Hawks and doves definition

Hawks and doves are terms used by analysts and traders to categorise members of Central Bank committees by their probable voting direction ahead of monetary policy meetings. Hawks are those that want to see higher interest rates, while doves are those who would prefer interest rates to remain low.


Hawks are members who vote for tighter monetary policy – meaning higher interest rates – with the aim of keeping inflation in check. This is often at the expense of economic growth, as higher interest rates discourage borrowing and encourage saving.

Higher interest rates tend to have a negative impact on stocks and stock indices within the affected economy, as investors sell assets in favour of lower-risk investments that still offer strong returns. This can in turn cause the economy’s currency to rise.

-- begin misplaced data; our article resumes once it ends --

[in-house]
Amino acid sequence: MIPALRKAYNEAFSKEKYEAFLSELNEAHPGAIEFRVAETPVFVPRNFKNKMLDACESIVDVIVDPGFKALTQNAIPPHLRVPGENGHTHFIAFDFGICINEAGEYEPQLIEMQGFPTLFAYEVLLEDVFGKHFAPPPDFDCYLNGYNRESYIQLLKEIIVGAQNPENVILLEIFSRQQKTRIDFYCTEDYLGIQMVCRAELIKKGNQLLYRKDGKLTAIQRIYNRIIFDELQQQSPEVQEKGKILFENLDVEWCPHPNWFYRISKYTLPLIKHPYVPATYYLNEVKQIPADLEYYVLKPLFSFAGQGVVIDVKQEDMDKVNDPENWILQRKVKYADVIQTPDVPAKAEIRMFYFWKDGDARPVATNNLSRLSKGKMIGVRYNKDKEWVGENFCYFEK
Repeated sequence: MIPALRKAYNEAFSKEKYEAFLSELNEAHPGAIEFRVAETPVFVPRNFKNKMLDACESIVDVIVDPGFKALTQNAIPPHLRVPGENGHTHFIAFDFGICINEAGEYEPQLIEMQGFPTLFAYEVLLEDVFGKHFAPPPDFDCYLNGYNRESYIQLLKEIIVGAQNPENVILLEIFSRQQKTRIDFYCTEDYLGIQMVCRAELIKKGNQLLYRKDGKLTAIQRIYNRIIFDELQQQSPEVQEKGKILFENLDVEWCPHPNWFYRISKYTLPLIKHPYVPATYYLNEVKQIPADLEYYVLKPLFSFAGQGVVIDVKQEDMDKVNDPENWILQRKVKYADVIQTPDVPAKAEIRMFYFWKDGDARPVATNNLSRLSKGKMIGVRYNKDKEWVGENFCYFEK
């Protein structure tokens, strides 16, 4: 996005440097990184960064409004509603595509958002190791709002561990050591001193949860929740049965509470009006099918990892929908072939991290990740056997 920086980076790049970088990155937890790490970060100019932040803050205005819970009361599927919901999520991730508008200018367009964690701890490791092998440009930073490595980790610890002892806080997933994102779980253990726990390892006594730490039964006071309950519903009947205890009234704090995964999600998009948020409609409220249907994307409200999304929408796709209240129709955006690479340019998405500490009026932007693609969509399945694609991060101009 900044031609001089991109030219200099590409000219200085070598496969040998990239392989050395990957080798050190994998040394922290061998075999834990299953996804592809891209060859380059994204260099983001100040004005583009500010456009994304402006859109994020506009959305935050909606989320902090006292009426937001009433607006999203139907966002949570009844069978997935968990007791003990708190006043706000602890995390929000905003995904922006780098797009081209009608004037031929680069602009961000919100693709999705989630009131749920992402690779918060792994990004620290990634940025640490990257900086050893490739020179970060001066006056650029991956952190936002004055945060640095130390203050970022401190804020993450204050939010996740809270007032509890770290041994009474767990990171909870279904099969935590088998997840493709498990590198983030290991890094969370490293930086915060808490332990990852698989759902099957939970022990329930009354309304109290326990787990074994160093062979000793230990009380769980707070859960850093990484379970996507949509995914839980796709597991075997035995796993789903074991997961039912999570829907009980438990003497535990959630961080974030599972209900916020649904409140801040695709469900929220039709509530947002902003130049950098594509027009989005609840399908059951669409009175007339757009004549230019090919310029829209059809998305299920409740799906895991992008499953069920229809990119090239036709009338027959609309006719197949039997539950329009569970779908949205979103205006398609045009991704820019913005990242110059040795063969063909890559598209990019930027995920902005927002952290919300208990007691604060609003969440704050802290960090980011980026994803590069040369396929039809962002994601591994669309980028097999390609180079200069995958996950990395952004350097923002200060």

Doves are members who vote for looser monetary policy – keeping interest rates low – with the aim of boosting economic growth. This should increase spending, benefitting the economy and increasing employment. But it comes with the risk of rising inflation.  

Lower interest rates tend to encourage investors to move their capital into higher-risk assets and discourage saving. This can have a positive effect on the stocks and stock indices within an economy, and a negative one on its currency.

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To find out more about the role of the UK’s central bank in setting interest rates, read our guide to the Bank of England meeting.

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